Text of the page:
Commercial rates paid to the council more than halved in March this year compared to last year, according to a report at this month’s full council meeting on Monday.
From 29 February to 27 March this year, Dublin City Council was paid €26.2 million in commercial rates by businesses in the city, down from €57.5 million for the same period in 2019, the report said.
Rental income from social housing also fell year on year for the period, from €8.5 million in March last year to €7.2 million this year, the report also said.
The decrease was “quite staggering”, said independent Councillor Noeleen Reilly, at the meeting, which took place at Dublin Castle. “Are we looking at an extraordinary budget throughout the year to reflect that decrease in income?”
Sinn Féin Councilor Daithí Doolan said the council needed adequate money from central government to compensate for the fall in rates. He also said additional money would be required to cover added spending on Dublin Fire Brigade, and homeless services.
And, money, a zero-interest loan say, to cover any lag in rates being paid once businesses do reopen. “Because they won’t all be ready to pay the rates that owe this city,” he says.
Fine Gael Councillor James Geoghegan said that small businesses shouldn’t have to pay any rates for the foreseeable future, given the crisis they are operating in.
On 7 May, in the Dáil, Eoghan Murphy, Fine Gael minister for housing, planning and local government, said no council should be down revenue due to Covid-19. But some councillors said they’re wary and keeping an eye on the fine-print of any measures.
Council Chief Executive Owen Keegan told councillors that there has been “extensive engagement” between councils and the Department of Housing, Planning and Local Government.
“There have been two welcome announcements,” he said. These include the three-month commercial waiver for all firms that are shut, which the department is covering the cost of.
And a restart fund of grants of up to €10,000 for small businesses to offset against this year’s rates. “That’ll be a huge relief for us,” said Keegan.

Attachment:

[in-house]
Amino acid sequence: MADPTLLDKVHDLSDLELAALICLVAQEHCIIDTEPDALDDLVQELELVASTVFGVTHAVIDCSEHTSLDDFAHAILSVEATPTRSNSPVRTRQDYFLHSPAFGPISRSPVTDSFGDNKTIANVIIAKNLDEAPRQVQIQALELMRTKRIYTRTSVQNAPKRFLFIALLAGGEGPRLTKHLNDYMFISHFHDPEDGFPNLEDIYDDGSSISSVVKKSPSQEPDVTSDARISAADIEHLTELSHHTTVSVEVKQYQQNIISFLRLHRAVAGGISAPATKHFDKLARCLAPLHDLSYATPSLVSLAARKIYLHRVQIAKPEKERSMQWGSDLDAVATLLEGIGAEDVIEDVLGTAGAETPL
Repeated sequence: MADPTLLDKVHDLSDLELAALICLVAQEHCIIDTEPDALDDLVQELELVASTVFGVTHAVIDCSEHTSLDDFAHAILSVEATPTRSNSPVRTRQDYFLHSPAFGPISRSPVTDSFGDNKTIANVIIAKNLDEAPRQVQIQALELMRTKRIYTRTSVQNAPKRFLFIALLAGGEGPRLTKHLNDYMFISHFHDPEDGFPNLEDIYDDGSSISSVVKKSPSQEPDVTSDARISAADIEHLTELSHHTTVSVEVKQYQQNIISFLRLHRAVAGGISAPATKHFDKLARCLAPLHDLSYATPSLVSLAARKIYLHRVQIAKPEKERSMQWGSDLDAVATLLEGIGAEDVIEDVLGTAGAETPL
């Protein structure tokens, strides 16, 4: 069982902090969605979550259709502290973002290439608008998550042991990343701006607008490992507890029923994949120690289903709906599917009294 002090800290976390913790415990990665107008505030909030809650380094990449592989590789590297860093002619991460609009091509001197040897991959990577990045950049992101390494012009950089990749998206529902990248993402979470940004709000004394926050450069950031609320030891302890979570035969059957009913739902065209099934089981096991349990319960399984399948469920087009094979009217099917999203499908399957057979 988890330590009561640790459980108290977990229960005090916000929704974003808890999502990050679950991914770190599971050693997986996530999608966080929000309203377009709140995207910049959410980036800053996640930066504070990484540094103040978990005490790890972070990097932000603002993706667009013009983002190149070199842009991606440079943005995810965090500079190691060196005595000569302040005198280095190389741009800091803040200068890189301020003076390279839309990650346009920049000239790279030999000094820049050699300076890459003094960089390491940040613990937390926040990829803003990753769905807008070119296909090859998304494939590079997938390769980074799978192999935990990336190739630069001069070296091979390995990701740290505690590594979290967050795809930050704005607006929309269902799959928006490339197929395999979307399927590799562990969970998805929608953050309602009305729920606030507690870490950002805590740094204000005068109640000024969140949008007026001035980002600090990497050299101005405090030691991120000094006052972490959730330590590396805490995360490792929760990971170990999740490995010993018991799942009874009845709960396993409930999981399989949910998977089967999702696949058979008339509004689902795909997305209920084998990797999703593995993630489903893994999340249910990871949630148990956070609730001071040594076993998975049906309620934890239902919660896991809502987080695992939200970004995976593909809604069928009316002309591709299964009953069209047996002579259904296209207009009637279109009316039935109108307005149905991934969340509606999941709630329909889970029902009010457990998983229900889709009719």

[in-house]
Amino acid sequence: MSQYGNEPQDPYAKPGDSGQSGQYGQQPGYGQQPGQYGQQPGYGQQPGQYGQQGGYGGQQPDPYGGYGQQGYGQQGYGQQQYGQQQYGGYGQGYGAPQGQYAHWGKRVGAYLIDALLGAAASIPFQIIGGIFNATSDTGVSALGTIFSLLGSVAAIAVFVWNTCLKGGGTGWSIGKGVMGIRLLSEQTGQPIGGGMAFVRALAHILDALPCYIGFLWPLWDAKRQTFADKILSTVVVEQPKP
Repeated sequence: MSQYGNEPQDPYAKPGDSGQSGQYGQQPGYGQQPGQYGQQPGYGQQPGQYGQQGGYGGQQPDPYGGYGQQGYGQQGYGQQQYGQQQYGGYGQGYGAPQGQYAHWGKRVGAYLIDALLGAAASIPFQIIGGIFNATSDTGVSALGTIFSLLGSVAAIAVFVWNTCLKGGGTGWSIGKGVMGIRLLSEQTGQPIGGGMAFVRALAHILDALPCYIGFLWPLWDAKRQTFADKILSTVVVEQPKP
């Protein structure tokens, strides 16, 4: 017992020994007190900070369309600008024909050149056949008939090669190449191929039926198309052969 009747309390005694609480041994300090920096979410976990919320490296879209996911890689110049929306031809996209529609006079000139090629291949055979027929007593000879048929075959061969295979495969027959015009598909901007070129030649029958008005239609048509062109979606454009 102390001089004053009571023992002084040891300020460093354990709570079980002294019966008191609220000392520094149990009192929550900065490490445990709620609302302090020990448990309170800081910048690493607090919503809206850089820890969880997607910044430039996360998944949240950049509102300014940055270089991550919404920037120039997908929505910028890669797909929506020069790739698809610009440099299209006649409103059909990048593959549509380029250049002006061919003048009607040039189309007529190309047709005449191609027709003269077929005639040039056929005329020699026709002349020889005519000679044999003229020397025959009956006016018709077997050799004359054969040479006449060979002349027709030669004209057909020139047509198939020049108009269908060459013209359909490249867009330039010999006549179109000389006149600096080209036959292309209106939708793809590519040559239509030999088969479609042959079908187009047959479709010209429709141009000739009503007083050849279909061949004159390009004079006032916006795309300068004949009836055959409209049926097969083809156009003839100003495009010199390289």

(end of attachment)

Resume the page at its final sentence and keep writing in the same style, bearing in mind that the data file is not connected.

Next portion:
Council officials are talking to the department about other revenues and expenditure, he says. Keegan also said he believes they’ll get more money to cover gaps. “I can’t report now that we have got it,” said Keegan.
North City Operations Depot
Dublin city councillors at the monthly meeting on Monday backed a plan for the council to try to borrow €34 million to cover an increase in the projected cost of building a new council “super depot” in Ballymun.
Council management in 2018, when pitching the plan to councillors in a report, had estimated the cost of this proposed North City Operations Depot at “€25–35m, plus fit out”.
The plan at that time was to sell off some of the 33 depots scattered around the city to fund the construction of two big, new, modern ones – one on the south side and one on the north side.
The idea was that they’d provide better bases for the 1,400 or so council workers to run the city from, overseeing road maintenance, waste management, public lighting and other services.
But some councillors objected to selling off some of the sites zoned for housing to private developers. Instead, they wanted the council to use more sites for social and affordable housing.
So a new plan has evolved, which looks like it will mean more social housing on the sites. At Monday’s meeting, Social Democrats Councillor Catherine Stocker thanked council managers for taking on board councillors’ concerns.
“There were a greater mixture of uses when this came before us previously and I see that the majority of them now are being allocated for social housing development,” Stocker said.
But concerns remain that the council might rely on approved housing bodies – charities that build and manage housing – for the social homes, rather than building them itself.
“We need to make sure that they are council properties,” said Sinn Féin Councillor Daithí Doolan, cautioning against “becoming overdependent on voluntary housing bodies” – an issue that has come up before in discussions about what to do with the depot sites.